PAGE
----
I hope this fiasco proves instructive to Howard Schultz and everybody else at Starbucks. No matter how liberal you are, no matter how hard you work to establish and maintain your #woke credentials, all it takes is one slip-up. Just one viral video, taken on one of the cameras that we all carry now, and the angry mob will descend on you. Nothing you do or say will appease them. No apology will be sufficient. You can’t grovel low enough.
Treacher reminds us that the same Starbuck management now threatened with a boycott based on one mishandled incident once distributed this questionnaire in its stores:
3. Sean Hannity’s undisclosed conflict of interest. During the hearing this week over materials gathered during the raid of Michael Cohen’s office and home, it was revealed that Fox News pundit was one of Cohen’s clients. The problem? Hannity had forcefully condemned the raid, while never telling his audience that he had a personal stake in the incident, which might have vacuumed up some of his secrets as well as the President’s.
That’s a bright line breach of ethics, extending beyond the obvious conflict of interest into outright dishonesty. Hannity is presenting himself in such commentary as an objective, disinterested observer and analyst. By definition, he was not and is not.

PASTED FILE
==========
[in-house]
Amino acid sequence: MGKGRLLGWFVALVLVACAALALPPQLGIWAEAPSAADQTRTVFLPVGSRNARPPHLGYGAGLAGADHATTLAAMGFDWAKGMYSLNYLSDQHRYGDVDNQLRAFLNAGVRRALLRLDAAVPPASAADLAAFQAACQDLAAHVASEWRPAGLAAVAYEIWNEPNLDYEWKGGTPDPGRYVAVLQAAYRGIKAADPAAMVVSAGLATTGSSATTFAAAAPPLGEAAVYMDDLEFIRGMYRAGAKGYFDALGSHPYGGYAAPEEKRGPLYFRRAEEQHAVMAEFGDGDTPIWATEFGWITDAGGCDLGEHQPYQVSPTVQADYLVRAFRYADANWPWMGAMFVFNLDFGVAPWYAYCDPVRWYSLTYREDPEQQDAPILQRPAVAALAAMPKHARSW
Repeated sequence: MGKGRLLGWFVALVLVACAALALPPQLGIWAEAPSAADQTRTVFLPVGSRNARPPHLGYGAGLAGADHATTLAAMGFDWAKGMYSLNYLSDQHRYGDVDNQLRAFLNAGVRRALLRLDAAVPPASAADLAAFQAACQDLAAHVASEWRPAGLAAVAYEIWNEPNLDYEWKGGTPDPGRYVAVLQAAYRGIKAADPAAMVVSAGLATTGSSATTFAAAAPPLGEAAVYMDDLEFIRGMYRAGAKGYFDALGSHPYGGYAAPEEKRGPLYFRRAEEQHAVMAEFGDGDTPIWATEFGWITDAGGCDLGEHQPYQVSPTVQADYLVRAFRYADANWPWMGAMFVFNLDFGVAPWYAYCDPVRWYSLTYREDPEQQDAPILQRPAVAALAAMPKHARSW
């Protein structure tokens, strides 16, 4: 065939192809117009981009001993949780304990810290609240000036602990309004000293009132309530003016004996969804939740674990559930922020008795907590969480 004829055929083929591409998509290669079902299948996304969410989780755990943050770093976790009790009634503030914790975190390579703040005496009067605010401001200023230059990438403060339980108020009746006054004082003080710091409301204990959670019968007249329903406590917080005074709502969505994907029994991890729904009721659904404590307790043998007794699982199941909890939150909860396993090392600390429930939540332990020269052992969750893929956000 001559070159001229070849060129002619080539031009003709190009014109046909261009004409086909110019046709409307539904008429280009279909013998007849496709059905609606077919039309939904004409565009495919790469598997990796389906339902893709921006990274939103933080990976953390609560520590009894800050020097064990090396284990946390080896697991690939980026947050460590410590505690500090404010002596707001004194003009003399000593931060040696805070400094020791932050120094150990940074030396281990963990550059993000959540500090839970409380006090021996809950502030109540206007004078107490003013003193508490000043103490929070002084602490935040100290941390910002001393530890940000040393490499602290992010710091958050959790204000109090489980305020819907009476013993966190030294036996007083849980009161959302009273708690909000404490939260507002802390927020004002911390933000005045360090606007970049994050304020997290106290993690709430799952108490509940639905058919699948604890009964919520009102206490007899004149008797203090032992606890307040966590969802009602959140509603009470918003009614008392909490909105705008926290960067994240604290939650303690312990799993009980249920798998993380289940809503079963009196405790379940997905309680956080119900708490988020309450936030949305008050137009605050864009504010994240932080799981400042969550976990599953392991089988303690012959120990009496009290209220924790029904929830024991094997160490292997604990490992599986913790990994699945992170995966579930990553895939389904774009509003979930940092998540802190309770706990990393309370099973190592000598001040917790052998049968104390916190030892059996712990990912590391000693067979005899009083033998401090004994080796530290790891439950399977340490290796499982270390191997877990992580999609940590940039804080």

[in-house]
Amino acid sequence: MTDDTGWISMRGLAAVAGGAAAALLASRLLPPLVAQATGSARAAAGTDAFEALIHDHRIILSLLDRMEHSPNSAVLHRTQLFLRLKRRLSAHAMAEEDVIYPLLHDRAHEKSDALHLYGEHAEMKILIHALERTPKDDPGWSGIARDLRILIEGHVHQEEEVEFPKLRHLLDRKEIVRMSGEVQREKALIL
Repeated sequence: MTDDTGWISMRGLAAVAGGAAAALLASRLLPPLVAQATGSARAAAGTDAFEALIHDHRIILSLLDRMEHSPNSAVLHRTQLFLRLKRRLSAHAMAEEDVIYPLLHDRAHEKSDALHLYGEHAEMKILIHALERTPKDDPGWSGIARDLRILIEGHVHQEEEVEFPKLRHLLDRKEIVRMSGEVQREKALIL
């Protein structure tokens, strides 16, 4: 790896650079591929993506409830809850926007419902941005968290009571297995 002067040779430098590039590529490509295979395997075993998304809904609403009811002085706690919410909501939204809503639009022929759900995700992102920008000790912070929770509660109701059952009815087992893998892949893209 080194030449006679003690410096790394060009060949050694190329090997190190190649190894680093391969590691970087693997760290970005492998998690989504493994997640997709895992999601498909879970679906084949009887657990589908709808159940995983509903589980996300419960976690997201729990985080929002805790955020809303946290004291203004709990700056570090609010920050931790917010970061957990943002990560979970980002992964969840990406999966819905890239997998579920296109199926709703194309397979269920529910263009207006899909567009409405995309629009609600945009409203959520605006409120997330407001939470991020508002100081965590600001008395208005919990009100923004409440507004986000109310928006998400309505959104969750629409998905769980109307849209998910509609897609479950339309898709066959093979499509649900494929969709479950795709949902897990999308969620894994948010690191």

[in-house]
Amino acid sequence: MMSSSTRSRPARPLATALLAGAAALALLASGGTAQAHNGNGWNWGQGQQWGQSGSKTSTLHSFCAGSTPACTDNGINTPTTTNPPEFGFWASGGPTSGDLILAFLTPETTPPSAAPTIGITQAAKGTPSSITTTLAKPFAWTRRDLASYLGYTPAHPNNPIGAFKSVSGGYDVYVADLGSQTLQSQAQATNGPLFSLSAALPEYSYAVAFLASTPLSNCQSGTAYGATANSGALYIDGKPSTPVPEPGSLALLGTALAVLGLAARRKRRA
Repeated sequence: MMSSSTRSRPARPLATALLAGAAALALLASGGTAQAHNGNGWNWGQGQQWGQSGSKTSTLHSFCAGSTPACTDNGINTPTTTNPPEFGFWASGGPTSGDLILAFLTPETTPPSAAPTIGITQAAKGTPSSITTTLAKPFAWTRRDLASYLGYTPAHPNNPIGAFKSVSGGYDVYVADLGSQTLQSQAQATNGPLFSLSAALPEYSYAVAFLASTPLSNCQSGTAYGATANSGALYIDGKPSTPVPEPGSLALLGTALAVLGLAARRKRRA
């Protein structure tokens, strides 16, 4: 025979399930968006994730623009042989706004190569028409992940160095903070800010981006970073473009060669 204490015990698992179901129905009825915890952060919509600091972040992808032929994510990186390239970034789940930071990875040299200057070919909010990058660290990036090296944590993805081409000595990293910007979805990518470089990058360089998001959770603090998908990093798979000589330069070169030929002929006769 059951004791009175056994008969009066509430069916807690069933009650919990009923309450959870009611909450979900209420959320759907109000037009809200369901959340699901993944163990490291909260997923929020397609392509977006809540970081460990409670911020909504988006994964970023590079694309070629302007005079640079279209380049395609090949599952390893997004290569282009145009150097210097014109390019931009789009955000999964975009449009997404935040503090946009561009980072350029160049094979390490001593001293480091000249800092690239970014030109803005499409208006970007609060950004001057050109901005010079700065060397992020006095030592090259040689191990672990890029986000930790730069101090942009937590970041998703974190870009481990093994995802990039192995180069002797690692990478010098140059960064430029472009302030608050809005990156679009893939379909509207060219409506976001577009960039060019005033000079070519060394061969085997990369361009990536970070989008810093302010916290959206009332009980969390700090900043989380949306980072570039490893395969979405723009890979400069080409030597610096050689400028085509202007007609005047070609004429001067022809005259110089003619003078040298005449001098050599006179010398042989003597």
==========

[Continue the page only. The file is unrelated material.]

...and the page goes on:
When the relationship between Hannity and Cohen was revealed, Fox News provided a statement from its star pundit:
“Michael Cohen has never represented me in any matter. I never retained him, received an invoice, or paid legal fees. I have occasionally had brief discussions with him about legal questions about which I wanted his input and perspective. I assumed those conversations were confidential, but to be absolutely clear they never involved any matter between me and a third party.”
Sorry, Sean, but to be a lawyer’s client, you don’t have to retain him, get an invoice, pay legal fees, or use him in a matter between you and a third party. If you get legal advice from a lawyer, you’re his client. You are admitting that by saying that you assumed your conversations with him were confidential.
Some of Hannity’s defenders are trying to make a distinction between his ethical duties as a pundit as opposed to his disclosure obligations as a journalist. In this scenario, there is no distinction.